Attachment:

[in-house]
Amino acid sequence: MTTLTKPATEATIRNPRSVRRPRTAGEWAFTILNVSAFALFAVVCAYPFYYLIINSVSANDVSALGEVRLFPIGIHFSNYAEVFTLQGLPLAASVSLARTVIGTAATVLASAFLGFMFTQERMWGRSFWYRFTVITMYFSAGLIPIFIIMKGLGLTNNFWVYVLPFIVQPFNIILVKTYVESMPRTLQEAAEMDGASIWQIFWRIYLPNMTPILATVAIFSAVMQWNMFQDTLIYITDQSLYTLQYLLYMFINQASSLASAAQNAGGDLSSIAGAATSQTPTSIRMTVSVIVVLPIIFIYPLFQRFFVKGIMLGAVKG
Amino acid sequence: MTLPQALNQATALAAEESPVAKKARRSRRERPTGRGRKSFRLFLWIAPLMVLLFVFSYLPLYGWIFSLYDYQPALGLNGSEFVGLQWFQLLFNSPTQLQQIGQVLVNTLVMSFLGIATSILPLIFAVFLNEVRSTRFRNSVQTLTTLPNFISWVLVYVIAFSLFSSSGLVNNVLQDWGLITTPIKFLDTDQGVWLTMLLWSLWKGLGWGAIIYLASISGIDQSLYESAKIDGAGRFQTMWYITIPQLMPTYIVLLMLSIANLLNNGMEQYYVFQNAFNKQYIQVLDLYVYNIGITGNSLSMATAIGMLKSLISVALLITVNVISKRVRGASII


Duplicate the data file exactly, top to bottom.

[in-house]
Amino acid sequence: MTTLTKPATEATIRNPRSVRRPRTAGEWAFTILNVSAFALFAVVCAYPFYYLIINSVSANDVSALGEVRLFPIGIHFSNYAEVFTLQGLPLAASVSLARTVIGTAATVLASAFLGFMFTQERMWGRSFWYRFTVITMYFSAGLIPIFIIMKGLGLTNNFWVYVLPFIVQPFNIILVKTYVESMPRTLQEAAEMDGASIWQIFWRIYLPNMTPILATVAIFSAVMQWNMFQDTLIYITDQSLYTLQYLLYMFINQASSLASAAQNAGGDLSSIAGAATSQTPTSIRMTVSVIVVLPIIFIYPLFQRFFVKGIMLGAVKG
Amino acid sequence: MTLPQALNQATALAAEESPVAKKARRSRRERPTGRGRKSFRLFLWIAPLMVLLFVFSYLPLYGWIFSLYDYQPALGLNGSEFVGLQWFQLLFNSPTQLQQIGQVLVNTLVMSFLGIATSILPLIFAVFLNEVRSTRFRNSVQTLTTLPNFISWVLVYVIAFSLFSSSGLVNNVLQDWGLITTPIKFLDTDQGVWLTMLLWSLWKGLGWGAIIYLASISGIDQSLYESAKIDGAGRFQTMWYITIPQLMPTYIVLLMLSIANLLNNGMEQYYVFQNAFNKQYIQVLDLYVYNIGITGNSLSMATAIGMLKSLISVALLITVNVISKRVRGASII